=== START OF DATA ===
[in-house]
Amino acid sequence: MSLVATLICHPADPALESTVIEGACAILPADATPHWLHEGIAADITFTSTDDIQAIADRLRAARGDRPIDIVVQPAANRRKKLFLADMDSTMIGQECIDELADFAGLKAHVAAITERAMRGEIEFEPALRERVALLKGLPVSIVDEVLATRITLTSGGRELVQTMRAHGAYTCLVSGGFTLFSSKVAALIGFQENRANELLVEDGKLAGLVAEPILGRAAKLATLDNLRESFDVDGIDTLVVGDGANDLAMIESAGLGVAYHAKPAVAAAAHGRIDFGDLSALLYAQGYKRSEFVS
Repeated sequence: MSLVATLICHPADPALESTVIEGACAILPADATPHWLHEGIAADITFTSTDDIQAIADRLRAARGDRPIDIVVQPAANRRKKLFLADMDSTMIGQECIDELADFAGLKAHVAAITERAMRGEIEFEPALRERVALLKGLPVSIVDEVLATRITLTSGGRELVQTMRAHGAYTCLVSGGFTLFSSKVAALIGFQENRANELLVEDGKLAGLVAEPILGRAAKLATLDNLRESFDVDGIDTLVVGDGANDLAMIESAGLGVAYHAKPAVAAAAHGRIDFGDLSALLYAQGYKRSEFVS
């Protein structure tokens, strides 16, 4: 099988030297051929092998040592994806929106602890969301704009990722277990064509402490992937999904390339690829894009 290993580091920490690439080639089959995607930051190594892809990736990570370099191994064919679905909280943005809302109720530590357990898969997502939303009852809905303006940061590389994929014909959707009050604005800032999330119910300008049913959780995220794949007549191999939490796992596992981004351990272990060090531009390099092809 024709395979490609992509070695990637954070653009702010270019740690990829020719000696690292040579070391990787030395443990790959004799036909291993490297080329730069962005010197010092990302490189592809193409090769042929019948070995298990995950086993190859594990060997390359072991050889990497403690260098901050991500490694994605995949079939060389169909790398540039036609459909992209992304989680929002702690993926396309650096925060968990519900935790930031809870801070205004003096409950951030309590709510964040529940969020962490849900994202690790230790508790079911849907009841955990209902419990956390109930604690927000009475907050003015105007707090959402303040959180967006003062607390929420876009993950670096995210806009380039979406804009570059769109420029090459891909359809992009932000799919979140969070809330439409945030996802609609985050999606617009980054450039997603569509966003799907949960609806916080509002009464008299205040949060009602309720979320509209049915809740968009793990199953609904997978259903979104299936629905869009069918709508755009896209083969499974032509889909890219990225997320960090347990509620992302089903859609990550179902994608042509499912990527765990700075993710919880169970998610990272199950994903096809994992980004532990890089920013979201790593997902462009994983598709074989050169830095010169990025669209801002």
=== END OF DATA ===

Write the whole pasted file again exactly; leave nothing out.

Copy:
[in-house]
Amino acid sequence: MSLVATLICHPADPALESTVIEGACAILPADATPHWLHEGIAADITFTSTDDIQAIADRLRAARGDRPIDIVVQPAANRRKKLFLADMDSTMIGQECIDELADFAGLKAHVAAITERAMRGEIEFEPALRERVALLKGLPVSIVDEVLATRITLTSGGRELVQTMRAHGAYTCLVSGGFTLFSSKVAALIGFQENRANELLVEDGKLAGLVAEPILGRAAKLATLDNLRESFDVDGIDTLVVGDGANDLAMIESAGLGVAYHAKPAVAAAAHGRIDFGDLSALLYAQGYKRSEFVS
Repeated sequence: MSLVATLICHPADPALESTVIEGACAILPADATPHWLHEGIAADITFTSTDDIQAIADRLRAARGDRPIDIVVQPAANRRKKLFLADMDSTMIGQECIDELADFAGLKAHVAAITERAMRGEIEFEPALRERVALLKGLPVSIVDEVLATRITLTSGGRELVQTMRAHGAYTCLVSGGFTLFSSKVAALIGFQENRANELLVEDGKLAGLVAEPILGRAAKLATLDNLRESFDVDGIDTLVVGDGANDLAMIESAGLGVAYHAKPAVAAAAHGRIDFGDLSALLYAQGYKRSEFVS
């Protein structure tokens, strides 16, 4: 099988030297051929092998040592994806929106602890969301704009990722277990064509402490992937999904390339690829894009 290993580091920490690439080639089959995607930051190594892809990736990570370099191994064919679905909280943005809302109720530590357990898969997502939303009852809905303006940061590389994929014909959707009050604005800032999330119910300008049913959780995220794949007549191999939490796992596992981004351990272990060090531009390099092809 024709395979490609992509070695990637954070653009702010270019740690990829020719000696690292040579070391990787030395443990790959004799036909291993490297080329730069962005010197010092990302490189592809193409090769042929019948070995298990995950086993190859594990060997390359072991050889990497403690260098901050991500490694994605995949079939060389169909790398540039036609459909992209992304989680929002702690993926396309650096925060968990519900935790930031809870801070205004003096409950951030309590709510964040529940969020962490849900994202690790230790508790079911849907009841955990209902419990956390109930604690927000009475907050003015105007707090959402303040959180967006003062607390929420876009993950670096995210806009380039979406804009570059769109420029090459891909359809992009932000799919979140969070809330439409945030996802609609985050999606617009980054450039997603569509966003799907949960609806916080509002009464008299205040949060009602309720979320509209049915809740968009793990199953609904997978259903979104299936629905869009069918709508755009896209083969499974032509889909890219990225997320960090347990509620992302089903859609990550179902994608042509499912990527765990700075993710919880169970998610990272199950994903096809994992980004532990890089920013979201790593997902462009994983598709074989050169830095010169990025669209801002």